22 May 2020 - Article
In its drive to obtain and make public information about the beneficial ownership of UK assets, the government has published legislation intended to force non‑UK companies holding UK land to provide details of the beneficial ownership of the company, which will be included in a public register.
The legislation assumes that the beneficial owners of the company are the same as the beneficial owners of the property, which is not necessarily the case. There are some safeguards for particularly sensitive information, such as residential addresses and the day (but not month or year) of birth, which will not be public, but complete privacy will only be permitted in specific cases where there are strong reasons for maintaining confidentiality. The register comes into effect from 2021 and there will be criminal penalties for failing to comply or for providing false information.
There are also now concerns regarding whether the ‘Trust Registration Service’, under which trusts must provide extensive information to HMRC about their assets, trustees, settlors and beneficiaries, will be extended. To fully comply with the EU Fifth Anti-Money Laundering Directive, which came into force in July, it appears that all trusts of any kind, not only those where there is a tax liability, will have to provide information to HMRC. This will lead to situations where information regarding a trust which, for example, holds only an insurance policy for the benefit of the settlor’s children, will have to be reported to HMRC despite there being no tax liability, and no conceivable public interest in such a structure. With hundreds of thousands of such trusts in the UK, such reporting will inundate HMRC.
Even more concerning however is the possibility that such information could become public. Under the Fifth Anti-Money Laundering Directive, persons who are able to demonstrate a ‘legitimate interest’ will be able to obtain access to information in the trusts register. It is envisaged that this will include, for example, journalists and possibly NGOs. Though it is expected that the UK will leave the EU in March 2019, and the Directive need not be implemented until January 2020, if there is a post‑Brexit transitional period during which EU law will continue to apply, the Directive is likely to have to be implemented at that point. This may give rise to real concerns about security and reputational risks for family trusts, where to date information about the settlors, beneficiaries and trustees of the trust has been private.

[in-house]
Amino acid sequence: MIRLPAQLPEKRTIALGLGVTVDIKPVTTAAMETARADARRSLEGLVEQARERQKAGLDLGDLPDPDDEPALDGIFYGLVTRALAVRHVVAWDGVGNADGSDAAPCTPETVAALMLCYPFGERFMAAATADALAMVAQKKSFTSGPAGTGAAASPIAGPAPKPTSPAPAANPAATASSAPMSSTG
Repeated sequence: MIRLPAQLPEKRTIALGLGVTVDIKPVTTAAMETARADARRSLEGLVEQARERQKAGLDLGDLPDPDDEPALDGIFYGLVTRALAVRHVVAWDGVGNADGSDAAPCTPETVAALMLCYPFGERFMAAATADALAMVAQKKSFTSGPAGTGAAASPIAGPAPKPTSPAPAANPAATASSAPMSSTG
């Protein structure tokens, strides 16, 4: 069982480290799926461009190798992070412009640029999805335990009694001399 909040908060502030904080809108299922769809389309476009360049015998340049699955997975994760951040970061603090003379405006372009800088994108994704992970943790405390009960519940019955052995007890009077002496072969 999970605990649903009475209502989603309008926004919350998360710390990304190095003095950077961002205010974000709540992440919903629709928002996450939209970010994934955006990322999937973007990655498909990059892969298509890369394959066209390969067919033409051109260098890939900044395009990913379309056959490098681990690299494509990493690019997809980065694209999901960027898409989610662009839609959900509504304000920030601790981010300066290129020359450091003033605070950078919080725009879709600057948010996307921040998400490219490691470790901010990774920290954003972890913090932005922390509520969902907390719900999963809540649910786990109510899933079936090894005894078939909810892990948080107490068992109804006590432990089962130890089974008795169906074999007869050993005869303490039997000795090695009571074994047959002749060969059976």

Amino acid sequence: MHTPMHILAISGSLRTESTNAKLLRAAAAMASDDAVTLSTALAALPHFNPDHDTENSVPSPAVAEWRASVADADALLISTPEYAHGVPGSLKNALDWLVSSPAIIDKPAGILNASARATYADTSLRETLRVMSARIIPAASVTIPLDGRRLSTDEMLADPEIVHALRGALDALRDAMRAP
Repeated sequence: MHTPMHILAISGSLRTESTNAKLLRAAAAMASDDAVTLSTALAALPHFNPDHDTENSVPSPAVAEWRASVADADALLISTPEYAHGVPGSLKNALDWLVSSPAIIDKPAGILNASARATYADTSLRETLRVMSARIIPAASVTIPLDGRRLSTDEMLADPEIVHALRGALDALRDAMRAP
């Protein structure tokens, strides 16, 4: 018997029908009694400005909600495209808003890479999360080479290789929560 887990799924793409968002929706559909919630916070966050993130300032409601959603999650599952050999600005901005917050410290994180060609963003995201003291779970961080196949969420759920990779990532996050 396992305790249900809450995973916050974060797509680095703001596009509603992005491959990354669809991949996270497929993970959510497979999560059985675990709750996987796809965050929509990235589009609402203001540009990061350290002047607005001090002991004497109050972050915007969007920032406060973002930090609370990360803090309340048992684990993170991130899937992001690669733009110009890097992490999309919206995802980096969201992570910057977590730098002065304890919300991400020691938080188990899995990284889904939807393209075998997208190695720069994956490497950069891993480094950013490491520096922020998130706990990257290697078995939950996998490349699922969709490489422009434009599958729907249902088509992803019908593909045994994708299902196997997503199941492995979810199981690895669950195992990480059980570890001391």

As if this were not enough, trusts, as well as legal entities, are now required to have a ‘legal entity identifier’ (or ‘LEI’) in order to be able to deal with shares on the Stock Exchange, despite the fact that trusts are not legal entities. The LEI will need to be renewed annually and without it investment managers will be unable to provide investment services to the trustees. Trustees need to provide details of the trust deed to obtain the LEI.
The steady march of transparency is hard to avoid but we can help you to comply with all the new obligations.